A few weeks ago, I wrote about how my Echo Show from Amazon Alexa has significantly increased my independence, particularly when I’m at home. Recently, my editors here at SMA News Today contacted me about several Echo Dot devices they had to give away and asked me to reach out to friends in the SMA community who might be interested in acquiring one for themselves.
The Echo Dot is slightly different from the Echo Show, in that it doesn’t have a screen. Aside from that aspect, however, it’s still a fully voice-activated Bluetooth device that is especially useful for people with SMA or other neuromuscular conditions. I already had several friends in mind I thought could benefit from one, and went ahead and reached out to them on Facebook. The response was overwhelmingly positive, and aside from one friend who already had an Echo Dot, the rest jumped at the chance to get one.
So far, a couple of the people I reached out to have already received theirs, and for one person, the timing could not have been any more perfect. My friend Brent, whom I met at a Cure SMA conference a few years ago and who lives in Texas with his wife and daughter, got his Echo Dot toward the end of last week. One of the first things he did with it was to send voice messages to me, as anyone with an Amazon Alexa device can either message or call someone else who has one. This was on Saturday, and we spent about 20 minutes that afternoon messaging back and forth so that Brent could get used to this feature.
Then on Sunday afternoon, I got another message from Brent while I was at my comic shop. Though I wasn’t at home and didn’t have my Echo Show with me, I could still receive and send messages through the Amazon Alexa app on my phone. Brent messaged me because he was at home alone, and he had just dropped his phone on the floor. Not only that, but his hand had fallen off his joystick, making him unable to move his wheelchair. His wife was running errands at the time and had their daughter with her, but he needed to reach her so that either she or someone else could come help him.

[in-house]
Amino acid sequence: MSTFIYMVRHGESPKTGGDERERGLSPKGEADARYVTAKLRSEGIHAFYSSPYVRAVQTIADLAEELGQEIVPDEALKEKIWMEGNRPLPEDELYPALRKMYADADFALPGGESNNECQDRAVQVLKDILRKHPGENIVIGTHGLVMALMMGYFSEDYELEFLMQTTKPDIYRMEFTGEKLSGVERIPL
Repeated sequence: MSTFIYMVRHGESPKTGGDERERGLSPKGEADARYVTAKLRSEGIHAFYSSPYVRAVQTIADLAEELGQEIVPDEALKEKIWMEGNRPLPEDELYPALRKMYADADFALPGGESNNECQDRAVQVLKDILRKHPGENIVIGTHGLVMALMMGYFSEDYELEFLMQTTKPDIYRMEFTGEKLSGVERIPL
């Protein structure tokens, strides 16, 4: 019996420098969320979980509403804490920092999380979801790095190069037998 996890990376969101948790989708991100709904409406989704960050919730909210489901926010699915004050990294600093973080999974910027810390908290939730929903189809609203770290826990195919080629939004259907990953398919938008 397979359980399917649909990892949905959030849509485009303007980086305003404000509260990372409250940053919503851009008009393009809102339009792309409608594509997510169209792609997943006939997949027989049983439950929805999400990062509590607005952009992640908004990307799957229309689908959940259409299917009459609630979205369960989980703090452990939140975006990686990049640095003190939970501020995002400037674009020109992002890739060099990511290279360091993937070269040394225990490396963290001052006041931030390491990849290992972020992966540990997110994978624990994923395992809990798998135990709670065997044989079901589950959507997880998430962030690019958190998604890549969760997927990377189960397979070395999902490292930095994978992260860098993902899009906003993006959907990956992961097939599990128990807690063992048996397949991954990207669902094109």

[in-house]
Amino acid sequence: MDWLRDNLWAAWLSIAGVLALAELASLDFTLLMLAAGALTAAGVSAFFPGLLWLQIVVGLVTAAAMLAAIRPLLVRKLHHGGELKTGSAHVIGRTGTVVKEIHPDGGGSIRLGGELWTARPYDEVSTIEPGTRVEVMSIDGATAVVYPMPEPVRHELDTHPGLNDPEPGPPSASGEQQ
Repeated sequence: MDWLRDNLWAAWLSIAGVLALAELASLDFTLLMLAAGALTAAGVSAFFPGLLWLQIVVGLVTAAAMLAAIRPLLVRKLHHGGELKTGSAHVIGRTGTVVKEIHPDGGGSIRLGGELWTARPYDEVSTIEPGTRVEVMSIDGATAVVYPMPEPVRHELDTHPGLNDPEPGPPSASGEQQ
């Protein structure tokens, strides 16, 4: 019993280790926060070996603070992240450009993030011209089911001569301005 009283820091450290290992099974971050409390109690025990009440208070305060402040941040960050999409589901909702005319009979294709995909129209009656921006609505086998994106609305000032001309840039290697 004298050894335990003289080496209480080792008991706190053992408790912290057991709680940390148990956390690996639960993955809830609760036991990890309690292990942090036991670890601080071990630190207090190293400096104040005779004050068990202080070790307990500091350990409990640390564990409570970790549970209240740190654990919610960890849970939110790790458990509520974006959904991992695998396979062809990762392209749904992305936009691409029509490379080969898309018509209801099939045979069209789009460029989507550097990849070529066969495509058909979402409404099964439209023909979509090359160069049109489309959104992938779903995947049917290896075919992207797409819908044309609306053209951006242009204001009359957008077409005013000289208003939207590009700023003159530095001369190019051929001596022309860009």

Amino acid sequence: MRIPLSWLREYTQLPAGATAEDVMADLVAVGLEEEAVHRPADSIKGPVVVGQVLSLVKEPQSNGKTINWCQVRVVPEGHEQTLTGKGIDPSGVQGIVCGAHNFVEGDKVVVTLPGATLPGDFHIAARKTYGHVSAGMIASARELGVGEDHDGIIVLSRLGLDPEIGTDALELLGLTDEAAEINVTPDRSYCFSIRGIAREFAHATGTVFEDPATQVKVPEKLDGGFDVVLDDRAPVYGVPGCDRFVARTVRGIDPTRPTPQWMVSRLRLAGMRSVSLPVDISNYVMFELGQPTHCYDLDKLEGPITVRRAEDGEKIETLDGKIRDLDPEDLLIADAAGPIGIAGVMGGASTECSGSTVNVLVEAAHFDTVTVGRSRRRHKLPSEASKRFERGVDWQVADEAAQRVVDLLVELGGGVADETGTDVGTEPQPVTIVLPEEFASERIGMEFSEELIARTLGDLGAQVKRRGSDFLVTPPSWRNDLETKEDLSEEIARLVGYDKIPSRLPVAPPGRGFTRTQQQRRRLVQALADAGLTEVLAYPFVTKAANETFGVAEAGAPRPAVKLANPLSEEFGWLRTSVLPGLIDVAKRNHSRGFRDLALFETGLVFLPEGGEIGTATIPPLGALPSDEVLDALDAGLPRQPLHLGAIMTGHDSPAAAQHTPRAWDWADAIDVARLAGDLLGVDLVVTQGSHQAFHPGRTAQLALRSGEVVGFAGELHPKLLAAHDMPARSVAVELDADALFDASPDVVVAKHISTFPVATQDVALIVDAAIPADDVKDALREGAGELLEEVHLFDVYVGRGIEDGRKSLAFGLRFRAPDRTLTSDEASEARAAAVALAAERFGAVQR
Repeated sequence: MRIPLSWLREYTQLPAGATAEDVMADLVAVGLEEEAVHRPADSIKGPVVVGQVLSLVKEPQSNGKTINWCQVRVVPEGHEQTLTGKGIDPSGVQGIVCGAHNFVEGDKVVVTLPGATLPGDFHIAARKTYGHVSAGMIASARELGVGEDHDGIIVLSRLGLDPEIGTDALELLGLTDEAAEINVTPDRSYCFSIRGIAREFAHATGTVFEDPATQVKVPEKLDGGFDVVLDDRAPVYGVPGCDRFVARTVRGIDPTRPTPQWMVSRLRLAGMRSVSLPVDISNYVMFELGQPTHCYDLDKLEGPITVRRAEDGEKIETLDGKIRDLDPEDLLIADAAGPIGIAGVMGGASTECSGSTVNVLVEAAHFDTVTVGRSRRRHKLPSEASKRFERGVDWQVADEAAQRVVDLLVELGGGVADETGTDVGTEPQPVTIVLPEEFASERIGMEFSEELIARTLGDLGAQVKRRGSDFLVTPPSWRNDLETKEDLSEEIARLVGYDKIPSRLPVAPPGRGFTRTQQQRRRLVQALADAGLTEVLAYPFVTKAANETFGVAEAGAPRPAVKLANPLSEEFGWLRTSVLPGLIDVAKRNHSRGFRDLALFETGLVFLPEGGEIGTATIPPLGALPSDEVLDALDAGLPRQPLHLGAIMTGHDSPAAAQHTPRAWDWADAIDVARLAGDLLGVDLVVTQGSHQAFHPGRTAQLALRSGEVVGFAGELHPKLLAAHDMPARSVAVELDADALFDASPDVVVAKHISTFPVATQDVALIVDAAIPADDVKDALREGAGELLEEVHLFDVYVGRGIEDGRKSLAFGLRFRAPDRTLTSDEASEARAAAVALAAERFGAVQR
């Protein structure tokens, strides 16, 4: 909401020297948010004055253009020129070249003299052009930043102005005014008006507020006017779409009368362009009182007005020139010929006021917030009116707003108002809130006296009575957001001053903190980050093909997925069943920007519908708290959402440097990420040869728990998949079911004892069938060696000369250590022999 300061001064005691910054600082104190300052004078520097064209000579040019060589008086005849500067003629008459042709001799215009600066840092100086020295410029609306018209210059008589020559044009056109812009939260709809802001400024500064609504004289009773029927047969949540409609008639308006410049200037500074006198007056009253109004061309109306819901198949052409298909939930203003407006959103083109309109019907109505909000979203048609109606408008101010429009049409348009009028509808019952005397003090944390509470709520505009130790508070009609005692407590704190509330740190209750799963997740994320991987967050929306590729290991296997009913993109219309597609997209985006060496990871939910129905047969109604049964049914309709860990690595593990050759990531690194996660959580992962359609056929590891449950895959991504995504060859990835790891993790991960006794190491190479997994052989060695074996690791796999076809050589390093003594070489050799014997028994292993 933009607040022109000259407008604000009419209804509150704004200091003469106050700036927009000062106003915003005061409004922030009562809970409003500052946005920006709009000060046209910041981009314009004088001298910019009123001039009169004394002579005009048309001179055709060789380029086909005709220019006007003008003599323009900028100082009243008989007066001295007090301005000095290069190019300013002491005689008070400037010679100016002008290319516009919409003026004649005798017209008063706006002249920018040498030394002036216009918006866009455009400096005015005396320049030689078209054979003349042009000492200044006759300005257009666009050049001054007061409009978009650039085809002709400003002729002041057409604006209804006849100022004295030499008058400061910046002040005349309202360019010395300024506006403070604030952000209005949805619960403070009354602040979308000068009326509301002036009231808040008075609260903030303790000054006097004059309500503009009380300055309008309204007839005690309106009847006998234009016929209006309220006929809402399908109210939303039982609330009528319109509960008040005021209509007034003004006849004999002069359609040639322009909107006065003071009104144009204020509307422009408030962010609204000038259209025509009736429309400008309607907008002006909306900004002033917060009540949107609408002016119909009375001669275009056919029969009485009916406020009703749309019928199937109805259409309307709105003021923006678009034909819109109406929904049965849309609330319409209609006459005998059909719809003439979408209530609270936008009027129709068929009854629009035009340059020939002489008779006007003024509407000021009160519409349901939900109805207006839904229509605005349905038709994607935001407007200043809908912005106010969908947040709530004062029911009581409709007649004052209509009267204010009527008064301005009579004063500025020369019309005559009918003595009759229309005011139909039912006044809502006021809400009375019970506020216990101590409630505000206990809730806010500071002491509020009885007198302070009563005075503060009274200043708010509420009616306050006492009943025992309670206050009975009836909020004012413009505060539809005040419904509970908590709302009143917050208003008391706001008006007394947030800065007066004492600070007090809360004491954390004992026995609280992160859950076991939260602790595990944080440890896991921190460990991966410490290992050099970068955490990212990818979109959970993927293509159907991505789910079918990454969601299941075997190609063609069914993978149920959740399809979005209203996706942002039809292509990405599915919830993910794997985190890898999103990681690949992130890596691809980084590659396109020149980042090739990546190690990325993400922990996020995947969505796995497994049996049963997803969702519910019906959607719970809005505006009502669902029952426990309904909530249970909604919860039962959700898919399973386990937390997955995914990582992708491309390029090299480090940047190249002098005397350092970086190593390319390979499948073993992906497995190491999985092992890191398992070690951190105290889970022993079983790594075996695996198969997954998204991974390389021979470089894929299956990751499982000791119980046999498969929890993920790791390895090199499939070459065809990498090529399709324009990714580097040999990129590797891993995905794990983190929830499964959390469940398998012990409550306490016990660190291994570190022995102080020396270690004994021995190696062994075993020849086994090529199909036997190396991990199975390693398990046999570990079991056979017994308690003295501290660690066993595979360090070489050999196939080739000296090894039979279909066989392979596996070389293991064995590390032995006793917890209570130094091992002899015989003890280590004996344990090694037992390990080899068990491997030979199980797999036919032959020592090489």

Being stuck and isolated like that is a nightmare for people with SMA. But thanks to the Echo Dot, Brent was able to get the help he needed. Knowing that he could still contact me, he gave me his wife’s contact information so that I could reach out to her and tell her what was going on. While she was 30 minutes away from their house at the time, she was able to get a hold of a friend who came and helped Brent until she got home. Despite living states away from one another, Brent and I were still able to send voice messages to one another back and forth and get him out of the situation he was in.
If it weren’t for our Echo devices, Brent would have been stuck in the same position for the afternoon until his wife returned home. Beyond the sheer discomfort of being confined like that and the boredom of having nothing to pass the time with, imagine how his wife would have reacted if she tried checking on him and he was unable to respond to her calls or messages.
I’m always going to be an advocate for people with disabilities to live active and productive lives, and with advanced technologies like the Echo Dot and Echo Show, there are more resources than ever before to help us be more independent. Take advantage of these tools. Use them and don’t let anything stand in the way of reaching your goals.
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Note: SMA News Today is strictly a news and information website about the disease. It does not provide medical advice, diagnosis, or treatment. This content is not intended to be a substitute for professional medical advice, diagnosis, or treatment. Always seek the advice of your physician or other qualified health provider with any questions you may have regarding a medical condition. Never disregard professional medical advice or delay in seeking it because of something you have read on this website. The opinions expressed in this column are not those of SMA News Today, or its parent company, BioNews Services, and are intended to spark discussion about issues pertaining to spinal muscular atrophy.